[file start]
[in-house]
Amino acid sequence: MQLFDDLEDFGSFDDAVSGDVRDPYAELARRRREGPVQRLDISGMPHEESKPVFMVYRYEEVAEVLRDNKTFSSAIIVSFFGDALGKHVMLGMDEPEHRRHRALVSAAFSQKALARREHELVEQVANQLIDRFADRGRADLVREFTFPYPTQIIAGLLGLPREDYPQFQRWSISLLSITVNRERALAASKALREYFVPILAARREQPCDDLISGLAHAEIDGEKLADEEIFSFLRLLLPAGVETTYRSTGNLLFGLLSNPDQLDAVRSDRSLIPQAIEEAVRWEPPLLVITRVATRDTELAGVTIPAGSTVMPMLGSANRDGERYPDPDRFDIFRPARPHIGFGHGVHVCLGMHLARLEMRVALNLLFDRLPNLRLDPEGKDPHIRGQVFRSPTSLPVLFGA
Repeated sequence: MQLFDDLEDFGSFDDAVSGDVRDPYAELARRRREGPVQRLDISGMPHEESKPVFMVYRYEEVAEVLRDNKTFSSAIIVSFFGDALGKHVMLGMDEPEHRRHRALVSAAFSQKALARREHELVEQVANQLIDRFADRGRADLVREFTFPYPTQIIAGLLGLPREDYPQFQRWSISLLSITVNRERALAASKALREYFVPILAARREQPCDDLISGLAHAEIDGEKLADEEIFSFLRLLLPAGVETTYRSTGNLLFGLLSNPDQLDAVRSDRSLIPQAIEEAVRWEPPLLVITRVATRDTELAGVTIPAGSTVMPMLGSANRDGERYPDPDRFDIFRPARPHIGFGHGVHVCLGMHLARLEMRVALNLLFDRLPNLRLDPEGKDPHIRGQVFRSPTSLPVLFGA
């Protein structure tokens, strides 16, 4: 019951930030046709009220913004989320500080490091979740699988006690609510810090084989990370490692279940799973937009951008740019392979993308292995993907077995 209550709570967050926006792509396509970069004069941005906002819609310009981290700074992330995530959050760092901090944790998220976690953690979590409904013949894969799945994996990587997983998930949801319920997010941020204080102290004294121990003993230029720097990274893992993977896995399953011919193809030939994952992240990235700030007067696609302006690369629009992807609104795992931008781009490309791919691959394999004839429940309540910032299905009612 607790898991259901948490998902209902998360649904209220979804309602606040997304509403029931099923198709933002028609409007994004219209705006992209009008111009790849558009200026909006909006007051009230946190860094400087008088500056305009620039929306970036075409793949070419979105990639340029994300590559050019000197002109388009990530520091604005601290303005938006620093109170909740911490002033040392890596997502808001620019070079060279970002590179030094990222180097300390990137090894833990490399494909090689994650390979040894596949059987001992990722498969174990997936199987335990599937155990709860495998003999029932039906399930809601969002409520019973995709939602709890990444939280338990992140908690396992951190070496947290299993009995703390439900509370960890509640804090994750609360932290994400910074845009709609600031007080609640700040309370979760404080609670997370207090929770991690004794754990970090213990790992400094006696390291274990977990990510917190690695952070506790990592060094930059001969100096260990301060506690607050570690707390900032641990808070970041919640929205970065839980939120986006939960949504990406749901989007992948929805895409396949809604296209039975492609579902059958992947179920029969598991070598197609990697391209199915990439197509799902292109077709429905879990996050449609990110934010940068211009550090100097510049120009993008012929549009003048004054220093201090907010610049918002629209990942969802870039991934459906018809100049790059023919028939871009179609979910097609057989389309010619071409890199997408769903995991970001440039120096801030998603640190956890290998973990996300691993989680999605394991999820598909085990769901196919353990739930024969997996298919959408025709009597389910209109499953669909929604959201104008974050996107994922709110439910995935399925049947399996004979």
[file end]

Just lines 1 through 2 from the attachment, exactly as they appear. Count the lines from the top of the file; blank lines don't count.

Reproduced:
[in-house]
Amino acid sequence: MQLFDDLEDFGSFDDAVSGDVRDPYAELARRRREGPVQRLDISGMPHEESKPVFMVYRYEEVAEVLRDNKTFSSAIIVSFFGDALGKHVMLGMDEPEHRRHRALVSAAFSQKALARREHELVEQVANQLIDRFADRGRADLVREFTFPYPTQIIAGLLGLPREDYPQFQRWSISLLSITVNRERALAASKALREYFVPILAARREQPCDDLISGLAHAEIDGEKLADEEIFSFLRLLLPAGVETTYRSTGNLLFGLLSNPDQLDAVRSDRSLIPQAIEEAVRWEPPLLVITRVATRDTELAGVTIPAGSTVMPMLGSANRDGERYPDPDRFDIFRPARPHIGFGHGVHVCLGMHLARLEMRVALNLLFDRLPNLRLDPEGKDPHIRGQVFRSPTSLPVLFGA